Long Term Athletic Development (LTAD)


Introduction to LTAD

One of the more interesting things about sports training that the experts tend to disagree on is the kind of training that an athlete should undergo for a specific sport. Many people think that an athlete should only train for the sport when they decide exactly what it is they want to do, while other people disagree and make the argument that long term training is the only way for an athlete to truly excel at their adopted sport. Long Term Athletic Development (LTAD) is a field of athletic development whereby athletes train their whole life in order to do the sport that they love. Many of the top athletes in all of the different sports got to that position by utilizing LTAD techniques and it is very rare to find a top athlete in any of the professional sporting leagues that didn’t get their through the LTAD method.


LTAD is used with boys and girls of young ages who have shown an aptitude for physical activity and that are interested in developing their abilities as athletes. From a very young age (sometimes as young as five or six years old), boys and girls go through various stages of training in order to build up their physical abilities as well as their abilities that are specific to their chosen sport. Before a child can start on an LTAD training regimen, they need to decide what sport they are interested in the most. Early specialization sports are sports where the athlete branches off of the general training programs and begins to train for their specific sport very quickly. These include sports like gymnastics where you tend to see that a lot of athletes peak at a very early age.

The opposite of early specialization sports are late specialization sports. A late specialization sport where the athlete does not peak until a much later age (usually somewhere in their late twenties or early thirties) and includes a lot of track and field events as well as team sports like hockey and baseball. Once the child has gone onto the early specialization or late specialization tracks, the training is ready to commence.


Advantages of LTAD


The biggest advantage of long term athletic development is the results. People that are on LTAD programs are naturally going to be much more refined and much better at their athletic activities than people who are not involved in LTAD programs. Furthermore, they are going to be ready to progress up the ranks a lot faster as their training is being targeted over a long period of time to help them excel at their specific sport. It has long been known to sports trainers and health professionals alike that short amounts of training over a regular and prolonged amount of time are much more effective in the long run than irregular bursts of training that are more intense over that same amount of time and LTAD takes advantage of this well known fact perfectly.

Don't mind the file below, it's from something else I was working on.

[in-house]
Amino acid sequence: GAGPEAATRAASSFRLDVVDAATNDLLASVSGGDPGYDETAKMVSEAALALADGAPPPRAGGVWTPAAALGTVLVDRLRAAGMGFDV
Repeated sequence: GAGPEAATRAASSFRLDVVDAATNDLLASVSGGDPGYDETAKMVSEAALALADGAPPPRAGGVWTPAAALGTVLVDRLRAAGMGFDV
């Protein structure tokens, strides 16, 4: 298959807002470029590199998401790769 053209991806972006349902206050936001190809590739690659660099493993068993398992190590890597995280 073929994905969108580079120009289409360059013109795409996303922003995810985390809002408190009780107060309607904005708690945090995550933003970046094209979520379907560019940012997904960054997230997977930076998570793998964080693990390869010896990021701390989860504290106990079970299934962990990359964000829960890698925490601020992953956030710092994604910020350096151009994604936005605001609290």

Disadvantages of LTAD

The biggest drawback to the LTAD training style is the time taken. Children that start out on LTAD are going to be devoting a lot of time to their training over the course of their life and should they later on decide that they are no longer interested in sports, it might be difficult to find something else to do.



In the early specialization model, there are four steps that an athlete goes through. In the first stage, the training to train stage, the focus is on developing the athlete’s skills as well as their ability to train effectively through the use of proper exercise techniques. The next stage, the training to compete stage, is where all of the intensive optimization of the athlete occurs as well as the stage where the athlete starts to really develop the skills required for their chosen sport. After that is the training to win stage where the athlete now has the full skill set needed and the focus becomes on maximizing their abilities. Finally, the final retirement & retainment stage is where the athlete continues to maintain their fitness workouts with the coach but is done with their maximization and optimization exercises.

The late specialization model uses all four of those steps as well but adds two steps in front of them. The first step is the FUNdamentals step and the point of that step is simply to expose the child to as many different sports as possible and impress upon them the fun and exciting nature of physical activity. After that comes the learning to train step where children are given the full knowledge base that they need to know to continue on to the training to train stage, at which point late specialization is the same as early specialization.



LTAD does have its advantages, but there are also drawbacks involved with this method of training athletes. Ultimately, the decision should be left up to the child as it is their life that they are devoting to sports training and pressure should not be exerted upon them by coaches or parents in order to get them to make a specific decision one way or the other. Unfortunately at such a young age, one is not always mentally aware enough to make decisions that will shape their entire future, so much care must be given when making life decisions such as these.